On Thursday at the BNP Paribas Open, tennis’ version of March Madness continues with top-half quarterfinal action. The final four semifinal slots are on the line – two for the men and two for the women.
Read on for a bite-sized preview of each mouthwatering Thursday matchup…
It’s been near impossible to snag games, let alone sets or a match, against World No.1 Iga Swiatek. That torch has been passed from Claire Liu (1 game) to Bianca Andreescu (impressively nine games, but no sets) and Emma Raducanu (four games this week) to no avail at this year’s BNP Paribas Open. Next up? An Indian Wells Cinderella story by the name of Sorana Cirstea.
The 83rd-ranked Romanian entered this year’s draw with a 7-10 lifetime record at Indian Wells and no trips beyond the Round of 16. But she has reeled off four straight wins, topped off by an upset of No. 5 seed Caroline Garcia in the last round, to earn a shot at the toughest test in women’s tennis.
Meanwhile, Swiatek continues her bid to become to complete the first successful BNP Paribas OPen women’s singles title defense since Martina Navratilova in 1991. If anyone can handle that tall task, it is the Pole, whose relentless game has towered over the rest of the tour since she first rose to No.1 a little less than a year ago.
When Karolina Muchova took out Elena Rybakina at the 2019 US Open, the Czech was the higher-ranked player and far more experienced. It showed, as she beat out Rybakina, then 20, 6-4, 6-4 in the opening round.
This time around the tables are turned as Rybakina has been blazing a trail on tour of late, capturing the Wimbledon title last summer and backing up her newfound elite status by making a run to the Australian Open final in January.
Muchova, meanwhile, a semifinalist at the Australian Open and a quarterfinalist at Wimbledon in 2021, has struggled due to injuries of late. She dropped out of the Top 200 last summer but has steadily climbed back to her current perch at 76 in the WTA rankings.
Strange as it sounds, the 26-year-old had never played the main draw at Indian Wells until this year. She has proven to be a ringer right of the bat, notching wins over Yulia Putintseva, Victoria Azarenka, Martina Trevisan and Market Vondrousova to reach the last eight.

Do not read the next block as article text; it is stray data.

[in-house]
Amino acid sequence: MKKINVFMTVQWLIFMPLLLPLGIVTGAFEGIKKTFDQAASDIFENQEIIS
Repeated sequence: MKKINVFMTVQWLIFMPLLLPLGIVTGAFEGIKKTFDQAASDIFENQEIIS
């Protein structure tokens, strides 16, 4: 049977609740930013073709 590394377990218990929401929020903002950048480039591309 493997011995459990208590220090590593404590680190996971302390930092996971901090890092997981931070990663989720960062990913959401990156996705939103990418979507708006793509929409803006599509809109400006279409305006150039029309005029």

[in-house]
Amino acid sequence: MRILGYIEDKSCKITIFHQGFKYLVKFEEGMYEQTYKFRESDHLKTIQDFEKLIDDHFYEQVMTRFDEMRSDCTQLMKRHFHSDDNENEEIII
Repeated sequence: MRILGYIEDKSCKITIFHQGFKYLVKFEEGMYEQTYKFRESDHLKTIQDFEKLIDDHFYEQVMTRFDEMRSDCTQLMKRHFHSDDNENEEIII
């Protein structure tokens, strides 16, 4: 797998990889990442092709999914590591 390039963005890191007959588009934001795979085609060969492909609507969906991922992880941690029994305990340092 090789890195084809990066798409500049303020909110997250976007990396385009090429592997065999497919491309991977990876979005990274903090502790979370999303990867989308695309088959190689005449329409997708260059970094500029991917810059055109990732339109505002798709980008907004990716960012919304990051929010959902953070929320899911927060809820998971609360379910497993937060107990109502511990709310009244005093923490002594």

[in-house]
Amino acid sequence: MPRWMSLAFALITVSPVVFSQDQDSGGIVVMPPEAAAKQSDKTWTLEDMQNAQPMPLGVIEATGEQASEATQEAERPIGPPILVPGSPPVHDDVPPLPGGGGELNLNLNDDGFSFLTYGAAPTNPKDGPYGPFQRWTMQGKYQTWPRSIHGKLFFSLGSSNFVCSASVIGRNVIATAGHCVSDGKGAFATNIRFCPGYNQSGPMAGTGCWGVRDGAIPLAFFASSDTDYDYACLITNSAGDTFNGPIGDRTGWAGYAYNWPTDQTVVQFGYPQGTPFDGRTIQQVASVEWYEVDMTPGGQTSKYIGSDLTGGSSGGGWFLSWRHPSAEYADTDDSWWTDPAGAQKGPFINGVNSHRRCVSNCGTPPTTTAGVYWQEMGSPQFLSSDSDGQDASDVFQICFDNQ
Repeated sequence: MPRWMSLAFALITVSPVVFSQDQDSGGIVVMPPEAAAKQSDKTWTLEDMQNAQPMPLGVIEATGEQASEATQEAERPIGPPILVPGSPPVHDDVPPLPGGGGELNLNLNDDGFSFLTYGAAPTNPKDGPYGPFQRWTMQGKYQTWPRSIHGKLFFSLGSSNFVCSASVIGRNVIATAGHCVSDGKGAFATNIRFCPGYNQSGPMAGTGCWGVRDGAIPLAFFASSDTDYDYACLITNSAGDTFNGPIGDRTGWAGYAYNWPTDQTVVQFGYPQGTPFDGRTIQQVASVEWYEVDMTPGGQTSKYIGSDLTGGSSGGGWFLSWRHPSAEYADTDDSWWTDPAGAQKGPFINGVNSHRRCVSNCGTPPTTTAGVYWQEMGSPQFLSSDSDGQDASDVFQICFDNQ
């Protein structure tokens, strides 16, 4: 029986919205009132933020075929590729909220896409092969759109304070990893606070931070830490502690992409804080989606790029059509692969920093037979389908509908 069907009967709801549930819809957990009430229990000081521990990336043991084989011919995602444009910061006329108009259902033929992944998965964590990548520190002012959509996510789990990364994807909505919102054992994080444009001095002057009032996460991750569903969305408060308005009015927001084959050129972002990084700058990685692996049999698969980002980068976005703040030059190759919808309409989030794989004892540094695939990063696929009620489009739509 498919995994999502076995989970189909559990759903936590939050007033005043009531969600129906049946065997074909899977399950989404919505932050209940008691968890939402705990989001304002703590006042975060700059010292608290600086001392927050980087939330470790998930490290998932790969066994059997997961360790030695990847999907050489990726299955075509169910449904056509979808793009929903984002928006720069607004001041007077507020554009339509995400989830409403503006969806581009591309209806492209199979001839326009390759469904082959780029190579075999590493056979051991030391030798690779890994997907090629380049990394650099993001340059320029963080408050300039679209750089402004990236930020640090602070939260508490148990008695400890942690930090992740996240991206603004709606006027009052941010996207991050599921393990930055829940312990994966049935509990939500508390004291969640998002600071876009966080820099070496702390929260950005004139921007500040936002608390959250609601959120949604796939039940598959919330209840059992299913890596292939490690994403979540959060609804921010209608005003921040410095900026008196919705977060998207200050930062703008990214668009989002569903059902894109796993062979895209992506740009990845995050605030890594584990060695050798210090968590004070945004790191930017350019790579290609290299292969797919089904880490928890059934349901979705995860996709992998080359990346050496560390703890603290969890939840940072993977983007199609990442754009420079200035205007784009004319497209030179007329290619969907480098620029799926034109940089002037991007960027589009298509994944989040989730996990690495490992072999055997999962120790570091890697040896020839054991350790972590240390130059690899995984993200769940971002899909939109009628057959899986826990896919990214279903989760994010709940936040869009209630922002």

But Muchova’s biggest test awaits. The hard-hitting Rybakina is coming into her prime and has not dropped a single set this week.
It’s all gravy for Felix Auger-Aliassime at this point at the 2023 BNP Paribas Open. The 22-year-old was nearly boxed out of the tournament on Tuesday night, but miraculously advanced, saving six match points to upend Tommy Paul in the wildest men’s match of the tournament.
He could have easily been on the next flight to Miami, but here he is angling for a breakthrough in the Coachella Valley. Auger-Aliassime’s next mission may be more difficult, even if on paper the matchup seems to favor the Canadian.
Auger-Aliassime holds a 3-0 lifetime edge over Carlos Alcaraz, but the Spaniard is the rising force in the men’s game at the moment, and he’s three victories away from reclaiming the No.1 ranking for Novak Djokovic (it would happen if he wins the title). Did we mention Alcaraz is only 19, already a Grand Slam champion, and one of the most electrifying talents in the sport?
To be fair, Auger-Aliassime deserves praise of his own. The Canadian won four ATP titles in 2022, won a total of 60 matches, and is a consistently improving talent on tour.
That said, he doesn’t have the big-stage results that Alcaraz has achieved. The teen already has two Masters 1000 titles and a Grand Slam crown to his name, and his opponent on Wednesday is still looking for that signature breakthrough.
Will it be Felix’s time to breakthrough, or will Carlos prove that he is the tour de force of generation next?
Defending champion Taylor Fritz has won 13 of his last 14 matches at Indian Wells – and nine on the trot. But he’ll have to contend with a menacing force that is as good as they come when he is firing on all cylinders on Thursday. 21-year-old Jannik Sinner hasn’t hit the level of maturity and consistency on tour that Fritz has, but when he is at his peak, he certainly has the game to ruffle the feathers of the fifth-ranked American.
Fritz dispatched the Italian easily in their lone meeting, two years ago at Indian Wells, but Sinner is evolving on tour every week, and he’s a for more threatening player than he was back then.
Their second showdown should be a great indication of how far each has come, and Fritz will have to put his experience and home-court advantage to use if he is to continue riding the hot hand in the California desert.